But having said that, SOME of the most peaceful, lovely moments in that period, occurred as I sat with one of the Oldies, not talking, just murmuring...rather soothing , strangely enough...

9:32 am  
Blogger PI said...

My commiserations to your husband (and yourself). My parents died in their eighties and nineties - sharp as buttons to the end but my darling brother suffered for over ten long years with Alzheimers before his longed for death.
Now: some years back I had a problem watering the garden and nagged my husband to get a hose. In the end - after a struggle we got two hoses and two outside taps and life got so much easier so I hope your husband will see the sense of it and act. Anything that makes life easier pays dividends in the long run. Trust me!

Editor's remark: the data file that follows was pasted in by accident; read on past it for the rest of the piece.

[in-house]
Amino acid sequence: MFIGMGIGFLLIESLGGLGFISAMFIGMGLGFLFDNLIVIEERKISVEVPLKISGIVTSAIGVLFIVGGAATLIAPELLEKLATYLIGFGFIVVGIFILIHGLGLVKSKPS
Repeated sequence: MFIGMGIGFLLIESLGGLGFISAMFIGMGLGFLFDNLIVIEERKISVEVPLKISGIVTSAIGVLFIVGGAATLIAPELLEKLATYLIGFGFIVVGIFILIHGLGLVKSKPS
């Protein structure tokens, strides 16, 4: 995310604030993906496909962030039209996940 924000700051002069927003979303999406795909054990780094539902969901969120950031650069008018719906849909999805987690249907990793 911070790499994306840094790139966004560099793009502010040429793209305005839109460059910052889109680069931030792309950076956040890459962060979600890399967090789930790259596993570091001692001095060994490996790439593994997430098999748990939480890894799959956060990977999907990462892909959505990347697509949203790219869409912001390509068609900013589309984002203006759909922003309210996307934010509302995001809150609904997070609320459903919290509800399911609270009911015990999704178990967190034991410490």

9:51 am  
Blogger apprentice said...

Jan you did well to come through all of that, but I suppose you had little chioce. That's what I'm hoping for quiet time with my MIL. Although the paert of her brain that is presently affected is giving her aural hallicinations, which are frightening when not controlled by drugs and the drugs knock her off in other ways.

Pat I'm sorry about your brother, that must have been awful to watch and deal with.

10:32 am  
Blogger Cailleach said...

Sorry too, about your MIL. I read the info on Lady's Mantle with great interest - I love your posts, how they connect everything together and never dwell on self-pity or sorrow for long.

9:06 am  
Blogger apprentice said...

Thanks B. I see little point in dwelling on sad things for too long, other than to axknowledge annd accept them. There's a deserved period of grief/mourning your losses no-one can immediately "be possitive", but after that it seems to me that you're just giving the crap thing even more control over your life. What's done is done - cue Doris to sing lol!

10:17 am  
Blogger apprentice said...

Argh, my spelling there -sorry I must have been tired!!

11:53 am